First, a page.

How FanVestor is Harnessing the Power of the Fans to Support Celebrities They Love

Michael Golomb
9 min readOct 28, 2020

In my recent posts, I’ve discussed how FanVestor has teamed up with iHeartMedia to help with Covid-19 relief, and create even more incredible experiences for fans to deepen their relationship with sports and entertainment celebrities. This post focuses on changes in securities regulations and tech innovation that created tremendous opportunities for forward-thinking organizations. I will share some insights on how FanVestor is applying innovation and a data-driven mindset to capitalize on this new economic situation.

The idea of fans funding their favorite celebrities is not new — there are many examples of fans supporting athletes, musicians, entertainers and celebrities. Some of these examples are contributions and others are investments. FanVestor plans to present all types of engagement between fans and their favorites.

Then, there were the groundbreaking and hugely successful “Bowie Bonds” issued by music icon David Bowie. Bowie’s album sales had declined in the years following his 1983 comeback, Let’s Dance, so in 1997 he partnered with David Pullman of Prudential Insurance Company to raise capital $55M from fans to buy back his album rights through the sale of securities — the bonds — based on the future earnings of his songs released prior to 1993. Royalties from 25 albums were used as collateral for the loan. Bowie Bonds were set with a 10-year maturity and 7.9% interest. Pullman estimated the value of the future earnings would be approximately $100 million based on the then-current sales of CDs featuring these songs at a rate of about a million copies a year. Pullman and Bowie raised $55 million, enabling Bowie to buy back the rights to his songs from his manager, allowing him control over their distribution and secured his financial future. Eventually, the Bowie bonds liquidated in 2007 as originally planned, without default, and the rights to the income from the songs reverted to Bowie.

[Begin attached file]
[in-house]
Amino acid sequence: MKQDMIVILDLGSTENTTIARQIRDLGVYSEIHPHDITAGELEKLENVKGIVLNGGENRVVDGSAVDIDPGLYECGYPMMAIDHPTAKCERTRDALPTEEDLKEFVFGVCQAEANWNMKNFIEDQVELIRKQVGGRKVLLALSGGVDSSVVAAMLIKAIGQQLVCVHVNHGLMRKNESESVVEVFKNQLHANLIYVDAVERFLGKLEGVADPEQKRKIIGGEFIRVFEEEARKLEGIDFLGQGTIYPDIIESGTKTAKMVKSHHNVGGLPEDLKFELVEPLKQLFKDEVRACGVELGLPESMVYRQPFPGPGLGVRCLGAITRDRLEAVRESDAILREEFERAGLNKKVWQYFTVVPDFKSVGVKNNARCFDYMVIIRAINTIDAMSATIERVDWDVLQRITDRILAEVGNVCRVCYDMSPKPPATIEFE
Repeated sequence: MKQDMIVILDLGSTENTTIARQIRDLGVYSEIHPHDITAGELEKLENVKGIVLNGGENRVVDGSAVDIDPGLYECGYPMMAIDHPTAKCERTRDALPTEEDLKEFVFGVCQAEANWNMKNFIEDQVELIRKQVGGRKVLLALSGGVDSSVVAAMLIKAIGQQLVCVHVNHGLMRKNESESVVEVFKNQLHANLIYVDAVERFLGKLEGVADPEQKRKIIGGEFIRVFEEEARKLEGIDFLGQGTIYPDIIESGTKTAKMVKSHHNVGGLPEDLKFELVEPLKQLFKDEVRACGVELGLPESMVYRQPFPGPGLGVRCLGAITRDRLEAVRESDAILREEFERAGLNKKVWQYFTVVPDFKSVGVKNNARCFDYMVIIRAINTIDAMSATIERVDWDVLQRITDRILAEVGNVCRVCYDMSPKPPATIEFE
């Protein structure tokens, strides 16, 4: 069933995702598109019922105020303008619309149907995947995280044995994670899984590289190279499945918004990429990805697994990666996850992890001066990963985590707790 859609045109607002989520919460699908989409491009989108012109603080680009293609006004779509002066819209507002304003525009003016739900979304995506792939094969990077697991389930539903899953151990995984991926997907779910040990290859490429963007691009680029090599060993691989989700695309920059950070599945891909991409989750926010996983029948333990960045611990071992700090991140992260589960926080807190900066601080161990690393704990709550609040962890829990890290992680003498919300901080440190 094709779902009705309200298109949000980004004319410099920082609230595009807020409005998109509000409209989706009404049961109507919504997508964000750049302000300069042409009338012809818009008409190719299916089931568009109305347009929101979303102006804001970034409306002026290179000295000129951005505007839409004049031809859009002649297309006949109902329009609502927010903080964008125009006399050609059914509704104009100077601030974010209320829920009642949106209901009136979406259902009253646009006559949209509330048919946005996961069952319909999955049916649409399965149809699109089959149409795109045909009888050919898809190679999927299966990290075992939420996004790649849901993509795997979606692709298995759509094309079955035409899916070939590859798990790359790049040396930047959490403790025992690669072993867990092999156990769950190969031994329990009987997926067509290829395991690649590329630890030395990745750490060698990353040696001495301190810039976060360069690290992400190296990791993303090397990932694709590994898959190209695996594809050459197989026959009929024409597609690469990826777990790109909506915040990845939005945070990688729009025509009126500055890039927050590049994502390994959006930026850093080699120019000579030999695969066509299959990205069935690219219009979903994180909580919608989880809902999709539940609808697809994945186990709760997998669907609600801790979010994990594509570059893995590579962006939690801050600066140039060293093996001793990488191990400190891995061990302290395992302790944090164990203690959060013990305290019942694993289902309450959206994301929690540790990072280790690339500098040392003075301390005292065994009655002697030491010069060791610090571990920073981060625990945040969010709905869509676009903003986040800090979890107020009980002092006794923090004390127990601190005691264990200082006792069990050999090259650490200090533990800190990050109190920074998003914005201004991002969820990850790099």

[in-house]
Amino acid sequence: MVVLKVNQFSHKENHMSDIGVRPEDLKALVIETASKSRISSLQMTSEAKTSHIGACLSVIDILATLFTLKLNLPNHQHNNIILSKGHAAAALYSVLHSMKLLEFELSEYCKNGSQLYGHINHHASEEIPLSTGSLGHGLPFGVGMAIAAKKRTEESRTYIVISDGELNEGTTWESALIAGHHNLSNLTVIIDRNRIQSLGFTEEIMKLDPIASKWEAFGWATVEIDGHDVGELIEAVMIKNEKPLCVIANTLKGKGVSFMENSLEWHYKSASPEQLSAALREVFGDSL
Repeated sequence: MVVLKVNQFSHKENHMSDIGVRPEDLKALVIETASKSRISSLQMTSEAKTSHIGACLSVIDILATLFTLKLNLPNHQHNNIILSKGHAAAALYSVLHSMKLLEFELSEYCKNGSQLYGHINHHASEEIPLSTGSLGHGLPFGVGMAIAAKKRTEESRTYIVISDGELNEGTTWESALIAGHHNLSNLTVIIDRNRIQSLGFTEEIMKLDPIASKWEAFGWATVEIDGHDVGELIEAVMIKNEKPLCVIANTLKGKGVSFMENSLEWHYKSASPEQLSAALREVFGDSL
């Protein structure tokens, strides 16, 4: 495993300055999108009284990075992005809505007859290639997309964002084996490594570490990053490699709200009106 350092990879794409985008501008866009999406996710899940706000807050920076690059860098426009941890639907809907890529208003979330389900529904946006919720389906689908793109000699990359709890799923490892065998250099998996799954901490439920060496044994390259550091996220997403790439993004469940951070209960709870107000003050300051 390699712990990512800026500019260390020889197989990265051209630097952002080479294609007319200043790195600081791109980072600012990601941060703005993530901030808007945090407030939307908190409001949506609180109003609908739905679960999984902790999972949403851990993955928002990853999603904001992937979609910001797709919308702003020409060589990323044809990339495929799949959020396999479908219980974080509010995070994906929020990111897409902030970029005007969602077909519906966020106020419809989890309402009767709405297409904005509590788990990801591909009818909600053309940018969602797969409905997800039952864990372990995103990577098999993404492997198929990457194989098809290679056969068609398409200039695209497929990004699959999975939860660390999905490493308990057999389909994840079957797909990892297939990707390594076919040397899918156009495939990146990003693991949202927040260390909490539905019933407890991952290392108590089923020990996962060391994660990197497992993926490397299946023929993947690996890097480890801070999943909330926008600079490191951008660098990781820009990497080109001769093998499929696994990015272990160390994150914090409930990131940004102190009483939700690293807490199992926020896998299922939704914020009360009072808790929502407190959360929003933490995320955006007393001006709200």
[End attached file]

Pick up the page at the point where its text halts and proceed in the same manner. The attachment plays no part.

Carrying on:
Not every celebrity, however, has had a positive experience when getting involved with securities. In November 2018 both professional boxer, Floyd Mayweather and artist, DJ Khaled, both agreed to pay over $600,000 and $150,000 in fines, respectively to the SEC for failing to disclose payments each received for promoting Initial Coin Offerings (ICOs) from several issuers on Instagram and Twitter. They were also prohibited from promoting any securities for years — Mayweather three years and Khaled two years. That previous April, the founders of one of these issuers, Centra Tech, had found themselves in hot water after the SEC alleged that their ICO was fraudulent. In addition to the Commission’s civil suit, criminal charges were filed by the U.S. Attorney’s Office for the Southern District of New York. By not disclosing the payments when citing the large returns Floyd and Khaled had received, they had inadvertently led their followers to believe they were unbiased and therefore more likely to invest their own funds. Floyd and Khaled did not admit or deny the charges, but they did cooperate with the investigation.

In 2015, R&B group TLC launched a Kickstarter campaign to raise contributions to fund their final album (a non-securities offering). The group, which had been immensely popular in the 1990s, had fallen into obscurity after Lisa “Left Eye” Lopes died in a car crash in Honduras in 2002. Their fans had clearly remained loyal, and as soon as the two remaining members, Tionne “T-Boz” Watkins and Rozonda “Chili” Thomas announced the campaign, support poured in, to the tune of $430,000, far surpassing their goal of $150,000. However, although the campaign page was updated many times over the next two years, no album materialized until mid-2017 although without any refunds or regular public updates. This resulted in a storm of negative posts on social media, including numerous accusations that T-Boz and Chili had scammed them. There was even a trending hashtag, #TLCIsGoingToJailParty.